Youth sector warns against labelling young people as 'lost causes'

By Laura McCardle

| 06 January 2014

Youth charities have expressed dismay over recent coverage of the plight of the UK's young people, and called for a more positive focus on what the next generation has to offer.

Youth sector leaders are encouraging a positive approach to working with young people

Rosie Ferguson, chief executive of London Youth, was among senior figures who decided to speak out after The Prince’s Trust’s annual Youth Index, published last week, revealed that a third of young people who have been out of work for a long time have contemplated suicide.

While accepting the findings of the report, she hit out at how young people were being portrayed in the media as a result and urged more positive conversations about young people and what they have to offer.

Ferguson said: "The situation facing young people looking for work at the moment is really tough, and for many who don't have the right support and opportunity it can feel pretty hopeless.

"I'm pleased that The Prince's Trust have highlighted this and opened a debate. It is particularly important that they have highlighted the role that mental health issues play in perpetuating young people's unemployed status.

"Yet, despite recognising the picture that was painted by the data, I was frustrated by the way this was being reported, because there is a risk that young people are seen as lost causes if the debate gets framed in this way.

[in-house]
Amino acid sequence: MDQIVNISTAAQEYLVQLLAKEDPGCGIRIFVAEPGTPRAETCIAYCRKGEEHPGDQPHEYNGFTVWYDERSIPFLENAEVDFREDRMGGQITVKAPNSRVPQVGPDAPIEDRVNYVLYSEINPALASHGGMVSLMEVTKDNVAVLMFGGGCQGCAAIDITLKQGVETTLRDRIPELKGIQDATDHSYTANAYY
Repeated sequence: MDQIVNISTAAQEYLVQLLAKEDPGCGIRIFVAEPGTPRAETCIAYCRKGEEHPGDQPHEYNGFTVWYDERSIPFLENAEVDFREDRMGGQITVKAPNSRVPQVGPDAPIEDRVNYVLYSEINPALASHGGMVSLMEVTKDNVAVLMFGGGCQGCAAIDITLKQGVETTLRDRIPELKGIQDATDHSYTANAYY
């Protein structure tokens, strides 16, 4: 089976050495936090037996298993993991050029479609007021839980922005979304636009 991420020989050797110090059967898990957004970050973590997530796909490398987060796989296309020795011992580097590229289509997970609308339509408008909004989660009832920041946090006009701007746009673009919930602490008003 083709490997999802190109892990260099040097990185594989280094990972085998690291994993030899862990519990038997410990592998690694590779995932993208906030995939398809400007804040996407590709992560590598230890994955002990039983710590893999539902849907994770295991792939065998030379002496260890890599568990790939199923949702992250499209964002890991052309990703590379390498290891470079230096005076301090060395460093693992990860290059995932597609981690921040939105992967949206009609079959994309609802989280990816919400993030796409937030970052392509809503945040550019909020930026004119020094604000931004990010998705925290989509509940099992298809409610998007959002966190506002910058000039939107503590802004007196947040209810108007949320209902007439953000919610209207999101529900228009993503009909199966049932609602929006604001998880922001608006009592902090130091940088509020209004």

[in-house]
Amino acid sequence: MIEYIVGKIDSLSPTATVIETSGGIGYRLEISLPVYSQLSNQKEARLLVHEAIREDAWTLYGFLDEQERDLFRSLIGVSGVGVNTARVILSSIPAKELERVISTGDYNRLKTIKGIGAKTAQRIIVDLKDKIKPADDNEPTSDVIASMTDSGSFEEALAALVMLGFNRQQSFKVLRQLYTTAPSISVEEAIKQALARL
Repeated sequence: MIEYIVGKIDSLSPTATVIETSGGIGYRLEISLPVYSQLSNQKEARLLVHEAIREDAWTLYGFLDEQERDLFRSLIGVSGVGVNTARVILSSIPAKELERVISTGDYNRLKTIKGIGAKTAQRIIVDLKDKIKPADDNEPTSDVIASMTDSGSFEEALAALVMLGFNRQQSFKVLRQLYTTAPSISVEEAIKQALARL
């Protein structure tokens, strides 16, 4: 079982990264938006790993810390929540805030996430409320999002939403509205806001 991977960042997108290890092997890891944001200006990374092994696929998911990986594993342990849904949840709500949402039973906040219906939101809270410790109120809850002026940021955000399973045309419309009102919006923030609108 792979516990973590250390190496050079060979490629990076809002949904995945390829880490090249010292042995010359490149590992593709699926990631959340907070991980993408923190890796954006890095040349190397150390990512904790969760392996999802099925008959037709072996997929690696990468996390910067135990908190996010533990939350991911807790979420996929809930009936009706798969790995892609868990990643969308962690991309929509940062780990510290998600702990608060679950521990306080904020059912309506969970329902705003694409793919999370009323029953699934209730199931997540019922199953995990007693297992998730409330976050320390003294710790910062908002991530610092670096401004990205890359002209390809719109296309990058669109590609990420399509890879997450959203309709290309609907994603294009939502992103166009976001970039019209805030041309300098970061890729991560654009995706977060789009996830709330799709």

"We need to raise awareness of the challenges facing young people but by reporting like this we risk perpetuating stereotypes of young people to mainstream audiences and making more young people feel even more isolated and hopeless."

Ferguson's views were echoed by Jane Slowey, chief executive of The Foyer Federation. “We all know that unemployment causes a lack of confidence but I would prefer not to focus on telling young people that’s how you feel when you’re unemployed", said Slowey.

“As a society we label young people and the word ‘unemployed’ labels people as something that they’re not – you’re telling them that you’re not valuing them or recognising the things about them that are positive.”

Alex Curling, assistant director at the UK Commission for Employment and Skills (UKCES), believes employers can do more to support unemployed young people.

She said: “There are lots of myths around employing young people – that they are unable or unwilling to work; they can’t speak or write properly; that there is a lot of paperwork and administration involved.

“We conduct the world’s largest survey of employers and we know from that that none of these are true.

“Providing apprenticeships, internships, work experience placements or careers talks are all valuable ways of making sure young people are given the opportunities they need to get a job.”

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